Akureyri, the largest town outside of the greater Reykjavik area, is situated in innermost Eyjafjörður fjord. It is an old trading station and also an important fishing town and is full of stuff to see and do.
It’s hard to miss the Akureyrarkirkja, a prominent church perched high on a hill, whose twin towers dominate Akureyri’s skyline. This Lutheran church was designed by Guðjón Samúelsson and consecrated in 1940. On a clear day, you can see tremendous views of the nearby fjord and mountains from the back of the church.
The Old Town is a collection of houses and buildings still standing not far outside the very centre of town. Together they give visitors a glimpse into the early history of Akureyri. Some of the historic buildings still standing are the old theatre, the old school house and the hospital built in 1827. Also in the old part of town is Laxdalshús, a beautiful wooden home built in 1795. Many of the residential houses in this part of town are also quite old and make for charming surroundings for a stroll.
Part of Old Town and one of Akureyri’s landmarks is Nonnahús (Nonni House), the childhood home of the Icelandic writer and Jesuit priest Jón Sveinsson, who went by the pen name Nonni.
Built in 1850, the house is now one of the town’s oldest buildings and serves as a museum dedicated to Nonni’s children’s books, which were published in over 40 different languages. It is open to visitors in the summer and by request during wintertime.
If swimming laps or playing a game of Marco Polo is your thing, the public swimming pool in Akureyri is oft considered one of the best in Iceland. The facilities – located just behind the landmark Akureyrarkirkja – have it all! Two 25 metre outdoor pools? Check. Indoor and outdoor pools? Check. Water slides? Check! Splash pool? Check! Steam bath, sauna and four hot pots with massage jets? Check, check and check!
For just a few hundred krónur admission, it’s worth a visit while in the capital of the North.
On the hill overlooking the old town of Akureyri you’ll find Lystigarðurinn, the world’s northernmost botanical garden. First established as a park in 1912, the botanical garden was introduced in later years and now exhibits an impressive collection of both Icelandic and foreign flora. It is open to visitors from 1 June through 30 September.
Not far outside of town is Kjarnaskógur, a marvelous green space featuring more than 1 million trees, all planted within the past 50-years. The area is equipped with several marked hiking routes, as well as a mountain biking trail, playgrounds, barbecue facilities, a volleyball court, and shelters for bird-watchers around the Hundatjörn marsh. In the winter months, when weather permits, some trails are converted for the use of cross-country skiers.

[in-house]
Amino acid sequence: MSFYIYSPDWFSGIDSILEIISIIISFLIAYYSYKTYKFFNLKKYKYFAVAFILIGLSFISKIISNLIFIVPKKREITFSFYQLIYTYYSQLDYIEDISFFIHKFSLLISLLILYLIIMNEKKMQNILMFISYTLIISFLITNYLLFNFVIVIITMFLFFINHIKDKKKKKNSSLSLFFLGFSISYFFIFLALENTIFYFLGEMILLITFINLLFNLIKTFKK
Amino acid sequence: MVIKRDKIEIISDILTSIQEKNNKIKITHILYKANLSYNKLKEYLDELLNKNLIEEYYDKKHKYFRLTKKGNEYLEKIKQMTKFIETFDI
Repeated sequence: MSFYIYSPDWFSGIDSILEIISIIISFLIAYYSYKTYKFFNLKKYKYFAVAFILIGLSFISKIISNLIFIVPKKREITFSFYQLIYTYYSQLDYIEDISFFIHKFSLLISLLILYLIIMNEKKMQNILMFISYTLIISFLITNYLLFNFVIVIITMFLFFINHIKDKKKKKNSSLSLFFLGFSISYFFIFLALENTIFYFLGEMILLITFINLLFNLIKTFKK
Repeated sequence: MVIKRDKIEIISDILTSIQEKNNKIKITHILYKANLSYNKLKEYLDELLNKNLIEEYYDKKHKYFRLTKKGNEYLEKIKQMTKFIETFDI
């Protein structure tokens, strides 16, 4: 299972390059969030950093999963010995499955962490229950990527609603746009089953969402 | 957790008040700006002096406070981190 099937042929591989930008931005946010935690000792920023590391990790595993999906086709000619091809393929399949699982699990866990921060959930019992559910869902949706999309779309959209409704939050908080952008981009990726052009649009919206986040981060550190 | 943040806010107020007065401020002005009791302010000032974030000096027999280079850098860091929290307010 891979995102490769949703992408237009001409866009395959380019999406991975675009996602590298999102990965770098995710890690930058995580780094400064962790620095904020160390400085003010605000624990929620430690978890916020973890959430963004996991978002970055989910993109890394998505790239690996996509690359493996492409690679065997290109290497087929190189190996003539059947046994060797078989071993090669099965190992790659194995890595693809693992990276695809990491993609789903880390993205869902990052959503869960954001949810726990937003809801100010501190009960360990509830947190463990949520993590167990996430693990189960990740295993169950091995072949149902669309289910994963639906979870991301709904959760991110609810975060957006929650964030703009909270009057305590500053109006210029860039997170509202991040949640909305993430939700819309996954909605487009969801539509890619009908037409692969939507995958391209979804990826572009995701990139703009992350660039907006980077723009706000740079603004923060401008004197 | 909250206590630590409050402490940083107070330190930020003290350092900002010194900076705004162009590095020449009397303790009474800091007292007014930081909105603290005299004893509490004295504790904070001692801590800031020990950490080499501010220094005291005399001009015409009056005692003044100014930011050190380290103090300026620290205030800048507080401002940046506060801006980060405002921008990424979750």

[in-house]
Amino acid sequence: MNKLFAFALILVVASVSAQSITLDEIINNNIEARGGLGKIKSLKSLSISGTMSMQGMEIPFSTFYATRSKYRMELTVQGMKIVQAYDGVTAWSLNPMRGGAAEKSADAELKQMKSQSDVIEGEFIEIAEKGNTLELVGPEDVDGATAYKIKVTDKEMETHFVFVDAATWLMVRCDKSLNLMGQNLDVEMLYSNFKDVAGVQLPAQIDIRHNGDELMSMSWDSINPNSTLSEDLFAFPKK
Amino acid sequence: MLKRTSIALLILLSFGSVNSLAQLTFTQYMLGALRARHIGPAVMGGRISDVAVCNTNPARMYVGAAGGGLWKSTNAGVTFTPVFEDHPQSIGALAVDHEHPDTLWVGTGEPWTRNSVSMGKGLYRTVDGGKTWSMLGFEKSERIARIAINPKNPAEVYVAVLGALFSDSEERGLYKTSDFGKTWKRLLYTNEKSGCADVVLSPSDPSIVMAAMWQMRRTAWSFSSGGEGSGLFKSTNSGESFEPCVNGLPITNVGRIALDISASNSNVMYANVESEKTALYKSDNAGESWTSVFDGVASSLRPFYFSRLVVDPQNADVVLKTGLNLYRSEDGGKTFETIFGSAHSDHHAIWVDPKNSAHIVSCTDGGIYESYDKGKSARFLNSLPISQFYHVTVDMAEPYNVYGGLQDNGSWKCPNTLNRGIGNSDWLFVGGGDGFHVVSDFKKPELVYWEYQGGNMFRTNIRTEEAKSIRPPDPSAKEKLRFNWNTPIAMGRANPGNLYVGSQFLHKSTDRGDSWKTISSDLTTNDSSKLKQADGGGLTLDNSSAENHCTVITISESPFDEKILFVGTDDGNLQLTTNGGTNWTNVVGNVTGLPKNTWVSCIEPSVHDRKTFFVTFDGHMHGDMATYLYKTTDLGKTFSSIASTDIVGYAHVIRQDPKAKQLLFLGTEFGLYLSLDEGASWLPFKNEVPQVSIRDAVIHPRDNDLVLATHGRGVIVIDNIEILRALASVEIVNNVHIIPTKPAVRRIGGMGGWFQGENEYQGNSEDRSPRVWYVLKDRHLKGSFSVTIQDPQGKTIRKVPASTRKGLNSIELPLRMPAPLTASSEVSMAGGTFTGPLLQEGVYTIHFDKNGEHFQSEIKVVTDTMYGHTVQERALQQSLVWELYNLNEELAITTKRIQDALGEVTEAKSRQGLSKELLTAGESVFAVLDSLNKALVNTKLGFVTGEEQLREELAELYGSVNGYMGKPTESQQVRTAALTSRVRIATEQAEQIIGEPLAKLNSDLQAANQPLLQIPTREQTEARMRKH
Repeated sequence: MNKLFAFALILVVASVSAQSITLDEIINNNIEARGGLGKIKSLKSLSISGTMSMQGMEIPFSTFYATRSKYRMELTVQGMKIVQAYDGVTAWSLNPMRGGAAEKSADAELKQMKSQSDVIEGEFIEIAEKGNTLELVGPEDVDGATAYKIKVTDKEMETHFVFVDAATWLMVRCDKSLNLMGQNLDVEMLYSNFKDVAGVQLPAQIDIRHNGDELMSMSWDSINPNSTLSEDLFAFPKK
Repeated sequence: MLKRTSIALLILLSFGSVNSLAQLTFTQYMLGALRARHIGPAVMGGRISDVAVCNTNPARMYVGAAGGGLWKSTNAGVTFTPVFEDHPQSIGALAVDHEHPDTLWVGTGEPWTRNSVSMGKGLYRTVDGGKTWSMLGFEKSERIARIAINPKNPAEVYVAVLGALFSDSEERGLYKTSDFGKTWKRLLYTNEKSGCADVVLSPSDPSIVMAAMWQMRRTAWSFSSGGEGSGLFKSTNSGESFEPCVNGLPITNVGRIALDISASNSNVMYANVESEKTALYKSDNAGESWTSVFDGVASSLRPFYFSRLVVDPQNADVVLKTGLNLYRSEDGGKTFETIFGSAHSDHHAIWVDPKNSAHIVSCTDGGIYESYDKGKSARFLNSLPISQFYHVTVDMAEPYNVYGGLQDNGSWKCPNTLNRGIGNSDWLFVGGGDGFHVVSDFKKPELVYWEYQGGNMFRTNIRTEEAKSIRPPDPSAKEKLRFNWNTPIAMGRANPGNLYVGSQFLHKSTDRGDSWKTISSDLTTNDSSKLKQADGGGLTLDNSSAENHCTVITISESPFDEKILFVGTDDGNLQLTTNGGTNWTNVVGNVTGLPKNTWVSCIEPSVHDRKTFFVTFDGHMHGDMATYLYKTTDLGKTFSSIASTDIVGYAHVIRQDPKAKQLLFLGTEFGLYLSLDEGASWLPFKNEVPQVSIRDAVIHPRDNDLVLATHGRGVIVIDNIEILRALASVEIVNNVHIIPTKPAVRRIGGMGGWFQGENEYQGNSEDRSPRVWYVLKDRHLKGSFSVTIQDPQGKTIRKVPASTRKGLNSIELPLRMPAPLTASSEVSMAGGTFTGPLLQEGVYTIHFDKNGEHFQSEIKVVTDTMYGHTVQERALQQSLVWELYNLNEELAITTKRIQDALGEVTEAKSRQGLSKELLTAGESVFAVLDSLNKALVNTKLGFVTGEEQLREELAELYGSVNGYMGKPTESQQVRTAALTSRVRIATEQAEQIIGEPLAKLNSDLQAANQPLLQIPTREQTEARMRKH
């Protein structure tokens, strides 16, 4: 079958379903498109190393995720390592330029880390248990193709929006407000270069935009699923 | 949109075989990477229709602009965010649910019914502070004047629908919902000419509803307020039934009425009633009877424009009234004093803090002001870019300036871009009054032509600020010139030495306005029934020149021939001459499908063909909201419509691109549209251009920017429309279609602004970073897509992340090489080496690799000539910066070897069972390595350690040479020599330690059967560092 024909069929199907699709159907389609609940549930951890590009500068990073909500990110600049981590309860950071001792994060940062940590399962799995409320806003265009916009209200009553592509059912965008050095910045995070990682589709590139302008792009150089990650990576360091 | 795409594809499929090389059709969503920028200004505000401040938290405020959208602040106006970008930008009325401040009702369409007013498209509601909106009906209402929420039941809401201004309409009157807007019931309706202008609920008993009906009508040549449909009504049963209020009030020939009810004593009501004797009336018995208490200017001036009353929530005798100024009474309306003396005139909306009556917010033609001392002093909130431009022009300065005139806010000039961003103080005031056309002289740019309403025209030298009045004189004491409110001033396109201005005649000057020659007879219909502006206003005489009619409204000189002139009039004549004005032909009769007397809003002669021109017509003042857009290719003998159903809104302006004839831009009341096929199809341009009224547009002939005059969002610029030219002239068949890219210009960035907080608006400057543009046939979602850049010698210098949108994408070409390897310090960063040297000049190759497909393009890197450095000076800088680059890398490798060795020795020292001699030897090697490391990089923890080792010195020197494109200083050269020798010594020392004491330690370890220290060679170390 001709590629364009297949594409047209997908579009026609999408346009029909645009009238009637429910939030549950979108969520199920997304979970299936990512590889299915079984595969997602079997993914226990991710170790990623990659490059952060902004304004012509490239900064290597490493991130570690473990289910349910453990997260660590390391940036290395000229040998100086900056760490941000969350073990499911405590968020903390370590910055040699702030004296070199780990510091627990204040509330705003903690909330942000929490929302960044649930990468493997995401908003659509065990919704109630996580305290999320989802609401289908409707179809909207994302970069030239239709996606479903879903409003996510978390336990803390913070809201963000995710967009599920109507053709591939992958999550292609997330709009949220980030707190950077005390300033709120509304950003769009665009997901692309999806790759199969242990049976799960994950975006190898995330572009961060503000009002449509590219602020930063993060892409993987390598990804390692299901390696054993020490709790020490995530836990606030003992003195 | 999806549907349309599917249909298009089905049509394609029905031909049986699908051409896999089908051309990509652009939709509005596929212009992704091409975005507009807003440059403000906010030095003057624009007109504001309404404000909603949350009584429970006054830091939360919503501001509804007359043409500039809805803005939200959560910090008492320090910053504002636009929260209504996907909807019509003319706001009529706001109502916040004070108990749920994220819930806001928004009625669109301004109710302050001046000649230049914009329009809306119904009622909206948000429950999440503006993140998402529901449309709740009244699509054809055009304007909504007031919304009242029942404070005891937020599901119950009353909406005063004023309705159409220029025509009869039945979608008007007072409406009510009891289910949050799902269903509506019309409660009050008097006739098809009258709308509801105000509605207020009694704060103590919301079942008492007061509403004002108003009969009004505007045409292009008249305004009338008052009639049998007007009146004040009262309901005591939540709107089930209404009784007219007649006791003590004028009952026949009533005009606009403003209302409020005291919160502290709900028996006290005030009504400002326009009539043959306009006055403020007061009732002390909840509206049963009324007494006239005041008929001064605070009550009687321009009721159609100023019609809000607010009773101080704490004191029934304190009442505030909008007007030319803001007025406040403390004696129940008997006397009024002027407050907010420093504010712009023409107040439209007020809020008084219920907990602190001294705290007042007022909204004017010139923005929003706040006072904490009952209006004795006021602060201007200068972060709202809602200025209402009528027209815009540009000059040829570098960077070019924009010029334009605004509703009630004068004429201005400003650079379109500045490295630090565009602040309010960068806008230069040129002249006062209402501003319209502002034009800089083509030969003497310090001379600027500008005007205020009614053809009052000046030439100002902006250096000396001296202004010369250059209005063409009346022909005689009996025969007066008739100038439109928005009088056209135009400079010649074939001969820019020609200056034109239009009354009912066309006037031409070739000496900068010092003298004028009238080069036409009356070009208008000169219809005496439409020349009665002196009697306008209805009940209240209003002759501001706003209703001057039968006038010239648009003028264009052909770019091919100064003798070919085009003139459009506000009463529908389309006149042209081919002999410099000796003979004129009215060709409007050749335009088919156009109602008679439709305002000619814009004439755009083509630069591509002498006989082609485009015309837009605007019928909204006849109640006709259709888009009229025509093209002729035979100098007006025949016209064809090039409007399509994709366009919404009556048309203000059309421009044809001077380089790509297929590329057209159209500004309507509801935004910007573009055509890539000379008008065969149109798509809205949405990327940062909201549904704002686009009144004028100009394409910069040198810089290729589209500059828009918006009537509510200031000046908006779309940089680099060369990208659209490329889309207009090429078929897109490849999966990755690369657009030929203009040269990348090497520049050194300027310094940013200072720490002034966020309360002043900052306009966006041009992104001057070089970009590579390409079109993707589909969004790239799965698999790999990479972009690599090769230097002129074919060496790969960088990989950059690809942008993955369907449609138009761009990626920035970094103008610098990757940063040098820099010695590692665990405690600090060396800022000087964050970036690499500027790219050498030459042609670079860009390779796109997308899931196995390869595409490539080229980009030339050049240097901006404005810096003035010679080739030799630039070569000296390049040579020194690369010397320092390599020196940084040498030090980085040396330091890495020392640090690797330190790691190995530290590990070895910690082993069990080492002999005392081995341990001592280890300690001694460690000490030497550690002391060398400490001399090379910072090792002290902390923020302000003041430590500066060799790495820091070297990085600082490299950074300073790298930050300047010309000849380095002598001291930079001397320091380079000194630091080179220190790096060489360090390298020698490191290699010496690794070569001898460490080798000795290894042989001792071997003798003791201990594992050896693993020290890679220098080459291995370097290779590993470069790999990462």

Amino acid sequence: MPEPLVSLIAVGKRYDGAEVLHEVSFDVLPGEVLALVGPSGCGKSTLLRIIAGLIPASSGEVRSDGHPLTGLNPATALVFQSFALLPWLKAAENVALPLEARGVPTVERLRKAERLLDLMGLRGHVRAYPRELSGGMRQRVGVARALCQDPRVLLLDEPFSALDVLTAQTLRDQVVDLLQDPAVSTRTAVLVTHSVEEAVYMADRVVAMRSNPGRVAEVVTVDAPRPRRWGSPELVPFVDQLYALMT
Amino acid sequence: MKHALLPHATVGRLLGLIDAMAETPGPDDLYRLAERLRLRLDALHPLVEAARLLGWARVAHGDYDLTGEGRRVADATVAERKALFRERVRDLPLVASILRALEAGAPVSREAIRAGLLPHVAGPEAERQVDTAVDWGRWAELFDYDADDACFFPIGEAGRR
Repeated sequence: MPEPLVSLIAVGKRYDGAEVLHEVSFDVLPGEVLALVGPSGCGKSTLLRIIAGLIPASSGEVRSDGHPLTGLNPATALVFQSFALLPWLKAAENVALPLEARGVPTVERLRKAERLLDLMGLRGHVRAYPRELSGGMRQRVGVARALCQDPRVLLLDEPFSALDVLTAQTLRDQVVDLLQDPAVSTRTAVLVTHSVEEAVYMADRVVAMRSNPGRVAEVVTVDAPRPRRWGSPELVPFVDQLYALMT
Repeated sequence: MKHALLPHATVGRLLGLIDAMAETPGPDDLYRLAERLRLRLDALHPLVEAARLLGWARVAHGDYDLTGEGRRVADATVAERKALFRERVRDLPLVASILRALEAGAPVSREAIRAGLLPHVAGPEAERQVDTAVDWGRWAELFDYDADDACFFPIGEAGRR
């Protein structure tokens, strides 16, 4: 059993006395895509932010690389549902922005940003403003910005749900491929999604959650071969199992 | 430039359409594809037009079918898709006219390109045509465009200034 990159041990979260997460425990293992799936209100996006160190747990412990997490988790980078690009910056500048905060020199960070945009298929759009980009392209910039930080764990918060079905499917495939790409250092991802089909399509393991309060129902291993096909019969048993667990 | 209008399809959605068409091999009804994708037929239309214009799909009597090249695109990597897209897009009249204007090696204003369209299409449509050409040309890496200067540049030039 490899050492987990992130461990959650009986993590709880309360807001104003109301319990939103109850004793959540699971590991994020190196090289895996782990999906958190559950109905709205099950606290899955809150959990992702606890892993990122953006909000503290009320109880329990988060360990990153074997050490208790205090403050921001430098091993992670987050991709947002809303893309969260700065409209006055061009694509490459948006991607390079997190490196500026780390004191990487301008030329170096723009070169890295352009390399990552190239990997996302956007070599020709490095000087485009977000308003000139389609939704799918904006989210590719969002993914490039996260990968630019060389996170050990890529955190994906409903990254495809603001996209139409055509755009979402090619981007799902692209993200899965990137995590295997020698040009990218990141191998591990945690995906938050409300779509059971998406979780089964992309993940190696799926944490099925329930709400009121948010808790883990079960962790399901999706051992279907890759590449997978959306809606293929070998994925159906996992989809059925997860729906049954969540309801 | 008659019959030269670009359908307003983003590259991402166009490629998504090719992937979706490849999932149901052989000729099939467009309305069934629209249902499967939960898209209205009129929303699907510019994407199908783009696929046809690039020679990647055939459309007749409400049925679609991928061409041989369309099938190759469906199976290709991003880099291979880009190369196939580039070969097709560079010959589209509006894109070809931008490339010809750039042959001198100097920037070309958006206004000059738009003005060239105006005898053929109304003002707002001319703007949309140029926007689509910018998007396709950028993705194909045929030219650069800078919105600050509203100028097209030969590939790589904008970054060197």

If visiting in the winter months, you’ll be glad to know that Akureyri is Iceland’s ski resort town, with the nearby Hlíðarfjall mountains seeing a lot of activity in the colder months of the year. The slopes range from 500 to 1000 metres above sea level, guaranteeing plenty of snow during the winter months. Ski and snowboard rental is available, if you didn’t bring your gear along.
Museums & Attractions:
The Christmas spirit is alive and well year-round, and at the Christmas Garden (Jólagarðurinn) you can buy yuletide souvenirs, taste some local treats and learn all about Icelandic Christmas traditions, including the 13 Yule Lads and the “Christmas Ogress” and her child-eating cat. The vivid red house a 10 minute drive outside of Akureyri also features a fairytale tower complete with the world’s largest Christmas calendar, a play area for young visitors and beautiful gardens for everybody to enjoy.
If you’re more fascinated by the history of aviation than Santa’s elves, then a visit to the Aviation Museumis right up your alley. Housed in an airport hangar a short drive outside of central Akureyri, visitors to the museum will find a detailed history of aviation in Iceland and the lives of Icelandic pilots portrayed through images and video. Also on display are a number of airplanes, including the first aircraft owned by Loftleiðir Airline, Iceland’s oldest ambulance airplane and the first glider built in Akureyri 1937. The museum is open to visitors daily from June through August and on weekends in May.
Last but not least, Safnasafnið, or the Icelandic Folk Art Museum, is built on a hill overlooking Eyjafjörður. The museum exhibits folk art together with works by modern artists and houses an impressive book collection. There’s also an old fashioned garden which adds to its charming atmosphere. The museum is open daily from 17 May through 31 August.